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D. B. Rootman, J. Rootman; Postoperative Changes in Strabismus, Ductions, Exophthalmometry and Lid Retraction After Orbital Decompression for Thyroid Orbitopathy: A Report of 169 Cases. Invest. Ophthalmol. Vis. Sci. 2010;51(13):3919.
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© ARVO (1962-2015); The Authors (2016-present)
Surgical rehabilitation of thyroid orbitopathy patients involves reducing proptosis, treating strabismus and lengthening the lids. Not all are necessary in each patient, however they often are. The current investigation intends to describe post decompression changes that may influence the staging of these procedures, and/or their possible combination into single operative events.
In this retrospective cohort study, records of 169 patients who underwent orbital decompression were reviewed. All measurements were made by a single orbital specialist (JR). Time to follow up was defined as the most recent follow up after decompression and prior to any secondary procedures. No strabismus or lid surgery was performed at the time of decompression. Strabismus was measured with alternating prism cover test. Ductions were estimated utilizing Hirschberg's method. Exophthalmometry was measured with Hertel. Lid positions were defined relative to the pupillary light reflex. Strabismus data was analyzed within eye pairs. Ductions, exophthalmometry and lid position were analyzed by eye. T-test for paired data was utilized to compare means pre and postoperatively.
Study population was on average 45 years old and 73.4% female. Average length of follow up was 1.3 years. Esotropia was significantly increased after decompression by an average of 8.1 prism diopters (PD) (p<0.001). Worsening of esotropia by greater than 10 PD was found in 36.5 % of patients. Exotropia and vertical deviations were not significantly altered. No ductions were significantly altered post decompression surgery. Similarly, upper lid retraction remained unchanged. Exophthalmometry improved by a mean (SD) of 3.8mm (2.8) (p<0.001) and this result was correlated with the number of walls removed (Pearson’s r=-0.302, p<0.001) and lower lid retraction also improved by 50% from 1.4mm to 0.7mm (p<0.001). Improvement in lower lid retraction was found in 51.0% of patients.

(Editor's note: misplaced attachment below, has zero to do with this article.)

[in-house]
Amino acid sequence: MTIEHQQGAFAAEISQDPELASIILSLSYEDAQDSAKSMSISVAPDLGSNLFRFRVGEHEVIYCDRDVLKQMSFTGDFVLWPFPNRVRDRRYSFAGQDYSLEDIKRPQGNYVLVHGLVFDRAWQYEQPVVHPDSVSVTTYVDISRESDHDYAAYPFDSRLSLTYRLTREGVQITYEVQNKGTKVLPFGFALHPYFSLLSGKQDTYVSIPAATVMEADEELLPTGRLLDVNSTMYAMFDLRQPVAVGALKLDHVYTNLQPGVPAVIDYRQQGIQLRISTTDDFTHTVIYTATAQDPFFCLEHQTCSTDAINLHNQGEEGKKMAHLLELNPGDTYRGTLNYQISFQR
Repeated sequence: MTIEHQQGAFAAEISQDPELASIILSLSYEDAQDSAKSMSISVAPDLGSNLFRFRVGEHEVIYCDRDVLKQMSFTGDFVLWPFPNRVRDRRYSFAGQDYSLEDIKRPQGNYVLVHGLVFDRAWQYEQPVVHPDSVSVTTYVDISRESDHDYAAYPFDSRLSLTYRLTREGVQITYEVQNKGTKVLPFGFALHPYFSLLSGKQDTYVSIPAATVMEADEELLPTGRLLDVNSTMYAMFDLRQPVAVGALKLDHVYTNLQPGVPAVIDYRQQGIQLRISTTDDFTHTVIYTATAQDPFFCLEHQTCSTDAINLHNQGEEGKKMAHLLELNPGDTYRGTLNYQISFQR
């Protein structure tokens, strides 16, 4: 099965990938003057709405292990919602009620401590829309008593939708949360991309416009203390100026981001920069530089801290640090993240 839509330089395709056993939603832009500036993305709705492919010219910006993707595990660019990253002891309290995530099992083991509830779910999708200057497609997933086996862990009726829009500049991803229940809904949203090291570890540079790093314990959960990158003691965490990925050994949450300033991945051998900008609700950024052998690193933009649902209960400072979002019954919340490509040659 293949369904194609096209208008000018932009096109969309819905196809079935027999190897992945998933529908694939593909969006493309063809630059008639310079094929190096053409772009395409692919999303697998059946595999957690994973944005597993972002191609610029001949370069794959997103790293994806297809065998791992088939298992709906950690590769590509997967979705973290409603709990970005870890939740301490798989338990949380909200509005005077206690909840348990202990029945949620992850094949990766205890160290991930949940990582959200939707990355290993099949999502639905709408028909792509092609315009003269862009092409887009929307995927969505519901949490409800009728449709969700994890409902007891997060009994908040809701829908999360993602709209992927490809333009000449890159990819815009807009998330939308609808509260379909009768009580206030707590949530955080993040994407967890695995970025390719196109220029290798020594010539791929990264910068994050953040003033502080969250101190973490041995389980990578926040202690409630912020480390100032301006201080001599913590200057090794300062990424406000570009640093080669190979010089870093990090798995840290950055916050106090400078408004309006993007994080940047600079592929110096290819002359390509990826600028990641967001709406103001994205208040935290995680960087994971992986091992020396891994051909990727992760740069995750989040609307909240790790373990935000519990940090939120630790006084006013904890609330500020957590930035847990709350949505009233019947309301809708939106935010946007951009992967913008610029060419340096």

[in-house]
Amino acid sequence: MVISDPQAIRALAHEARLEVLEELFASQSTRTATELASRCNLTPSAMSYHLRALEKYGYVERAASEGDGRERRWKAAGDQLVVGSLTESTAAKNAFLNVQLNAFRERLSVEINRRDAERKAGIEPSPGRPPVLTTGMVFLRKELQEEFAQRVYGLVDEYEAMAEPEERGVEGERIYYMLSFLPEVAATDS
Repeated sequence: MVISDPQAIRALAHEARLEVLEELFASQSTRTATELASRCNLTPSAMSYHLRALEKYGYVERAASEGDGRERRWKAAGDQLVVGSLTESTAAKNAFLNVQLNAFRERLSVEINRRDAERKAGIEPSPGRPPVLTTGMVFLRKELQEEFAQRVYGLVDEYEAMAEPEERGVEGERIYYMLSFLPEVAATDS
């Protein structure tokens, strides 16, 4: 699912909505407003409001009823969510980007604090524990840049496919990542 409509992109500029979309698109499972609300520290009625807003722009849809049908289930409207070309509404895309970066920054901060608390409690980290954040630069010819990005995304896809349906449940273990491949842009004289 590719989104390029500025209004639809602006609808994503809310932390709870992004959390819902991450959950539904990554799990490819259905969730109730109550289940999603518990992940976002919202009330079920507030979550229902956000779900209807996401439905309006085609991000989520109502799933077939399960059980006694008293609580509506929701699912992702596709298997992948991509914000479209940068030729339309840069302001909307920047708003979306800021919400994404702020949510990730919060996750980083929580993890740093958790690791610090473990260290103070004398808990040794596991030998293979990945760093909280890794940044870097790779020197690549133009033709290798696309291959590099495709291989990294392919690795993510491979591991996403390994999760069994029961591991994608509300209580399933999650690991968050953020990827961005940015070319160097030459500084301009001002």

On average, esotropia tends to worsen with decompression surgery, while ductions are unaffected. This result supports the clinical dictum to avoid strabismus surgery until after decompression. The improvement in lower lid retraction suggests that at least lower lid lengthening surgery should be reserved for after decompression, as there may be significant spontaneous improvement.
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